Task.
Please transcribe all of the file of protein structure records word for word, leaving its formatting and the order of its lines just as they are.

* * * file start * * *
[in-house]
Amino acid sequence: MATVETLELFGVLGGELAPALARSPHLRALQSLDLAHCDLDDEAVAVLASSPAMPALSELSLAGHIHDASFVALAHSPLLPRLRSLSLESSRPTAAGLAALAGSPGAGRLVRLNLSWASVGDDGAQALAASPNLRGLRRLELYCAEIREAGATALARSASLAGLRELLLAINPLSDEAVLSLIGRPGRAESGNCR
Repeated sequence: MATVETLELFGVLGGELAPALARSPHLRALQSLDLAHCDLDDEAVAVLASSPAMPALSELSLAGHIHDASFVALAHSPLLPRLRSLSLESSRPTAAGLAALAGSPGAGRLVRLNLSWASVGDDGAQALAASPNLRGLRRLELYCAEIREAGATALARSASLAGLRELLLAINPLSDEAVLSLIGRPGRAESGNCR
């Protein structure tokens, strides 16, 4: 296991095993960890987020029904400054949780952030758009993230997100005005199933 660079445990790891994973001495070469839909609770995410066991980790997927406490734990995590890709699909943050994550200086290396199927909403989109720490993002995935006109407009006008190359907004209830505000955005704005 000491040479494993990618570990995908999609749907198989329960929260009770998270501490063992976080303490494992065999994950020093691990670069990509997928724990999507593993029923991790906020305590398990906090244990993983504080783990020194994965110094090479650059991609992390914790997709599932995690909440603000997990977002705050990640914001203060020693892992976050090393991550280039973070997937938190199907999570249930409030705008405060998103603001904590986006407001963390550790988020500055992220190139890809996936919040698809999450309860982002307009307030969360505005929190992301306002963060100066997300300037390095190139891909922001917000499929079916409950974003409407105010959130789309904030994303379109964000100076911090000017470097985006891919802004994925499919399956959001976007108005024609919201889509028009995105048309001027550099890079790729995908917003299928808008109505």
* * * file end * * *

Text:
[in-house]
Amino acid sequence: MATVETLELFGVLGGELAPALARSPHLRALQSLDLAHCDLDDEAVAVLASSPAMPALSELSLAGHIHDASFVALAHSPLLPRLRSLSLESSRPTAAGLAALAGSPGAGRLVRLNLSWASVGDDGAQALAASPNLRGLRRLELYCAEIREAGATALARSASLAGLRELLLAINPLSDEAVLSLIGRPGRAESGNCR
Repeated sequence: MATVETLELFGVLGGELAPALARSPHLRALQSLDLAHCDLDDEAVAVLASSPAMPALSELSLAGHIHDASFVALAHSPLLPRLRSLSLESSRPTAAGLAALAGSPGAGRLVRLNLSWASVGDDGAQALAASPNLRGLRRLELYCAEIREAGATALARSASLAGLRELLLAINPLSDEAVLSLIGRPGRAESGNCR
């Protein structure tokens, strides 16, 4: 296991095993960890987020029904400054949780952030758009993230997100005005199933 660079445990790891994973001495070469839909609770995410066991980790997927406490734990995590890709699909943050994550200086290396199927909403989109720490993002995935006109407009006008190359907004209830505000955005704005 000491040479494993990618570990995908999609749907198989329960929260009770998270501490063992976080303490494992065999994950020093691990670069990509997928724990999507593993029923991790906020305590398990906090244990993983504080783990020194994965110094090479650059991609992390914790997709599932995690909440603000997990977002705050990640914001203060020693892992976050090393991550280039973070997937938190199907999570249930409030705008405060998103603001904590986006407001963390550790988020500055992220190139890809996936919040698809999450309860982002307009307030969360505005929190992301306002963060100066997300300037390095190139891909922001917000499929079916409950974003409407105010959130789309904030994303379109964000100076911090000017470097985006891919802004994925499919399956959001976007108005024609919201889509028009995105048309001027550099890079790729995908917003299928808008109505």